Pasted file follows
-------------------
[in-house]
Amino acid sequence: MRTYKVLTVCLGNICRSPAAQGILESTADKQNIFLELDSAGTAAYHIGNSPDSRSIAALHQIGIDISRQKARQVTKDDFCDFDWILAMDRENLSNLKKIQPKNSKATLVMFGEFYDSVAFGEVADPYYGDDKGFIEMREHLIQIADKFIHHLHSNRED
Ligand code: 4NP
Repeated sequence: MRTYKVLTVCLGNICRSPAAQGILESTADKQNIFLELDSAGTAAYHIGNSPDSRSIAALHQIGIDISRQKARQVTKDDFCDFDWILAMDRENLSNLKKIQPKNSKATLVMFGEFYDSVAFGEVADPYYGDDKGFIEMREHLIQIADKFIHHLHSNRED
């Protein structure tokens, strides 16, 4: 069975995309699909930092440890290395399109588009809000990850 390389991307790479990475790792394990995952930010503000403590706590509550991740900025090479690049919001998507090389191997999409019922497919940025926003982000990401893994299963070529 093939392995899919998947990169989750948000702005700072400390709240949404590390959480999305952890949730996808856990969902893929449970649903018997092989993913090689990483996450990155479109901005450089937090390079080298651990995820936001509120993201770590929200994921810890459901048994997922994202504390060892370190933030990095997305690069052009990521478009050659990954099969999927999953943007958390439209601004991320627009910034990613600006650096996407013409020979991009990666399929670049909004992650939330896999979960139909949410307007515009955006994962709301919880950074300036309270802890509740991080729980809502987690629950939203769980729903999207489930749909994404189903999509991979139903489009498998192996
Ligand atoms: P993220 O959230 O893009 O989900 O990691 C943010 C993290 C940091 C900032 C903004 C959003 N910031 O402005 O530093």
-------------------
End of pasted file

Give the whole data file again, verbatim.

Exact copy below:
[in-house]
Amino acid sequence: MRTYKVLTVCLGNICRSPAAQGILESTADKQNIFLELDSAGTAAYHIGNSPDSRSIAALHQIGIDISRQKARQVTKDDFCDFDWILAMDRENLSNLKKIQPKNSKATLVMFGEFYDSVAFGEVADPYYGDDKGFIEMREHLIQIADKFIHHLHSNRED
Ligand code: 4NP
Repeated sequence: MRTYKVLTVCLGNICRSPAAQGILESTADKQNIFLELDSAGTAAYHIGNSPDSRSIAALHQIGIDISRQKARQVTKDDFCDFDWILAMDRENLSNLKKIQPKNSKATLVMFGEFYDSVAFGEVADPYYGDDKGFIEMREHLIQIADKFIHHLHSNRED
């Protein structure tokens, strides 16, 4: 069975995309699909930092440890290395399109588009809000990850 390389991307790479990475790792394990995952930010503000403590706590509550991740900025090479690049919001998507090389191997999409019922497919940025926003982000990401893994299963070529 093939392995899919998947990169989750948000702005700072400390709240949404590390959480999305952890949730996808856990969902893929449970649903018997092989993913090689990483996450990155479109901005450089937090390079080298651990995820936001509120993201770590929200994921810890459901048994997922994202504390060892370190933030990095997305690069052009990521478009050659990954099969999927999953943007958390439209601004991320627009910034990613600006650096996407013409020979991009990666399929670049909004992650939330896999979960139909949410307007515009955006994962709301919880950074300036309270802890509740991080729980809502987690629950939203769980729903999207489930749909994404189903999509991979139903489009498998192996
Ligand atoms: P993220 O959230 O893009 O989900 O990691 C943010 C993290 C940091 C900032 C903004 C959003 N910031 O402005 O530093």